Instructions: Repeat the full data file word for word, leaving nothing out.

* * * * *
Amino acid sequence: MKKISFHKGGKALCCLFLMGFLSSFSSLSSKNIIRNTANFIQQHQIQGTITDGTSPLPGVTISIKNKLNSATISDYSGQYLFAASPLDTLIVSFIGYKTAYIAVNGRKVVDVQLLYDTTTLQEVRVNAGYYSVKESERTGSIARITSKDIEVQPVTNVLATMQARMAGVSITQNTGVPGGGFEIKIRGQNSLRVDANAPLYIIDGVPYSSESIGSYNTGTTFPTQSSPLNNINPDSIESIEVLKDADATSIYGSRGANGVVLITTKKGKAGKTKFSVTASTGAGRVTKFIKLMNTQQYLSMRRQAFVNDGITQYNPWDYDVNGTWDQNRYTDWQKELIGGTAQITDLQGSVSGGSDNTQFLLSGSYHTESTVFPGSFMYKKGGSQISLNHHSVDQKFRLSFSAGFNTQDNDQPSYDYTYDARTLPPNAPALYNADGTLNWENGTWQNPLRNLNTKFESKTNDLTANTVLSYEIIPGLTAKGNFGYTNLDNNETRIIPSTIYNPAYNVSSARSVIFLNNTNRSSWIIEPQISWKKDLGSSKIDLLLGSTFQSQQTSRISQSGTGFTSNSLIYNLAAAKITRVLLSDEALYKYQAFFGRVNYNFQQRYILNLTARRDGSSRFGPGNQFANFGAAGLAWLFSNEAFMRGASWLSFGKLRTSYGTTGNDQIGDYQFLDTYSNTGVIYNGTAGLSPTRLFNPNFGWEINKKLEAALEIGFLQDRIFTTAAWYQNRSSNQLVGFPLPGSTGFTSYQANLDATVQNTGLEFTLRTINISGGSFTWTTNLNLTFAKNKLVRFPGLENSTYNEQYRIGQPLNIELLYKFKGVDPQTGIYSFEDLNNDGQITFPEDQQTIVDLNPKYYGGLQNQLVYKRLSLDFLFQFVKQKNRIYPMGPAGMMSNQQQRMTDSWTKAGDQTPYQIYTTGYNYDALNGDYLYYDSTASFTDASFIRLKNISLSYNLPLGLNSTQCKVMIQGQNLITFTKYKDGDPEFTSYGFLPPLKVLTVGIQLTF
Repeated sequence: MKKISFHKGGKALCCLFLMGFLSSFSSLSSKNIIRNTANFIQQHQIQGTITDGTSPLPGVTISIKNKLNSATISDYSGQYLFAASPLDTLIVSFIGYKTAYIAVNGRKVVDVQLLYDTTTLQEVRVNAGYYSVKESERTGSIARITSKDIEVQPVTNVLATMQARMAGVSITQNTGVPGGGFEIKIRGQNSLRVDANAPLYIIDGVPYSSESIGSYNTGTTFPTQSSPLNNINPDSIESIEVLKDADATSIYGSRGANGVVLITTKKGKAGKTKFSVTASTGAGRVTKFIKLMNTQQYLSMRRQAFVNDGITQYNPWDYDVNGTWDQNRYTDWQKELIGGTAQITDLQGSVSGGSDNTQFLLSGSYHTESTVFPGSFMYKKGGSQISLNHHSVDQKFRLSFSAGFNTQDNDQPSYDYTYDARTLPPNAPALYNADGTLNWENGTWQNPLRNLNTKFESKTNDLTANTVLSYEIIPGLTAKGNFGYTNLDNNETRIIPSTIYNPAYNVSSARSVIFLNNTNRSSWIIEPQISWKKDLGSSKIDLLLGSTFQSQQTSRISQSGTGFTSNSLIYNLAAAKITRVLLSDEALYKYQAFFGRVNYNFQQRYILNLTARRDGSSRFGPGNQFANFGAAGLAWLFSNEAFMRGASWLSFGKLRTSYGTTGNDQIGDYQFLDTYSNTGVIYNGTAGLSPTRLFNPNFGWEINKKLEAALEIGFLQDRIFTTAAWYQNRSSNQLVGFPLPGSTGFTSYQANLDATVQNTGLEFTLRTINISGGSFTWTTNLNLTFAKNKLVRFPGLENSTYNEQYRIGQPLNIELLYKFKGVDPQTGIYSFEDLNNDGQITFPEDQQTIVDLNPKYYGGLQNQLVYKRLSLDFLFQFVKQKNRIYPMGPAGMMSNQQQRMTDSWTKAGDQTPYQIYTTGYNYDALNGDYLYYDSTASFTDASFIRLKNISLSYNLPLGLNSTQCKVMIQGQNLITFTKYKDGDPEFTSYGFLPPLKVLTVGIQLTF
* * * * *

Amino acid sequence: MKKISFHKGGKALCCLFLMGFLSSFSSLSSKNIIRNTANFIQQHQIQGTITDGTSPLPGVTISIKNKLNSATISDYSGQYLFAASPLDTLIVSFIGYKTAYIAVNGRKVVDVQLLYDTTTLQEVRVNAGYYSVKESERTGSIARITSKDIEVQPVTNVLATMQARMAGVSITQNTGVPGGGFEIKIRGQNSLRVDANAPLYIIDGVPYSSESIGSYNTGTTFPTQSSPLNNINPDSIESIEVLKDADATSIYGSRGANGVVLITTKKGKAGKTKFSVTASTGAGRVTKFIKLMNTQQYLSMRRQAFVNDGITQYNPWDYDVNGTWDQNRYTDWQKELIGGTAQITDLQGSVSGGSDNTQFLLSGSYHTESTVFPGSFMYKKGGSQISLNHHSVDQKFRLSFSAGFNTQDNDQPSYDYTYDARTLPPNAPALYNADGTLNWENGTWQNPLRNLNTKFESKTNDLTANTVLSYEIIPGLTAKGNFGYTNLDNNETRIIPSTIYNPAYNVSSARSVIFLNNTNRSSWIIEPQISWKKDLGSSKIDLLLGSTFQSQQTSRISQSGTGFTSNSLIYNLAAAKITRVLLSDEALYKYQAFFGRVNYNFQQRYILNLTARRDGSSRFGPGNQFANFGAAGLAWLFSNEAFMRGASWLSFGKLRTSYGTTGNDQIGDYQFLDTYSNTGVIYNGTAGLSPTRLFNPNFGWEINKKLEAALEIGFLQDRIFTTAAWYQNRSSNQLVGFPLPGSTGFTSYQANLDATVQNTGLEFTLRTINISGGSFTWTTNLNLTFAKNKLVRFPGLENSTYNEQYRIGQPLNIELLYKFKGVDPQTGIYSFEDLNNDGQITFPEDQQTIVDLNPKYYGGLQNQLVYKRLSLDFLFQFVKQKNRIYPMGPAGMMSNQQQRMTDSWTKAGDQTPYQIYTTGYNYDALNGDYLYYDSTASFTDASFIRLKNISLSYNLPLGLNSTQCKVMIQGQNLITFTKYKDGDPEFTSYGFLPPLKVLTVGIQLTF
Repeated sequence: MKKISFHKGGKALCCLFLMGFLSSFSSLSSKNIIRNTANFIQQHQIQGTITDGTSPLPGVTISIKNKLNSATISDYSGQYLFAASPLDTLIVSFIGYKTAYIAVNGRKVVDVQLLYDTTTLQEVRVNAGYYSVKESERTGSIARITSKDIEVQPVTNVLATMQARMAGVSITQNTGVPGGGFEIKIRGQNSLRVDANAPLYIIDGVPYSSESIGSYNTGTTFPTQSSPLNNINPDSIESIEVLKDADATSIYGSRGANGVVLITTKKGKAGKTKFSVTASTGAGRVTKFIKLMNTQQYLSMRRQAFVNDGITQYNPWDYDVNGTWDQNRYTDWQKELIGGTAQITDLQGSVSGGSDNTQFLLSGSYHTESTVFPGSFMYKKGGSQISLNHHSVDQKFRLSFSAGFNTQDNDQPSYDYTYDARTLPPNAPALYNADGTLNWENGTWQNPLRNLNTKFESKTNDLTANTVLSYEIIPGLTAKGNFGYTNLDNNETRIIPSTIYNPAYNVSSARSVIFLNNTNRSSWIIEPQISWKKDLGSSKIDLLLGSTFQSQQTSRISQSGTGFTSNSLIYNLAAAKITRVLLSDEALYKYQAFFGRVNYNFQQRYILNLTARRDGSSRFGPGNQFANFGAAGLAWLFSNEAFMRGASWLSFGKLRTSYGTTGNDQIGDYQFLDTYSNTGVIYNGTAGLSPTRLFNPNFGWEINKKLEAALEIGFLQDRIFTTAAWYQNRSSNQLVGFPLPGSTGFTSYQANLDATVQNTGLEFTLRTINISGGSFTWTTNLNLTFAKNKLVRFPGLENSTYNEQYRIGQPLNIELLYKFKGVDPQTGIYSFEDLNNDGQITFPEDQQTIVDLNPKYYGGLQNQLVYKRLSLDFLFQFVKQKNRIYPMGPAGMMSNQQQRMTDSWTKAGDQTPYQIYTTGYNYDALNGDYLYYDSTASFTDASFIRLKNISLSYNLPLGLNSTQCKVMIQGQNLITFTKYKDGDPEFTSYGFLPPLKVLTVGIQLTF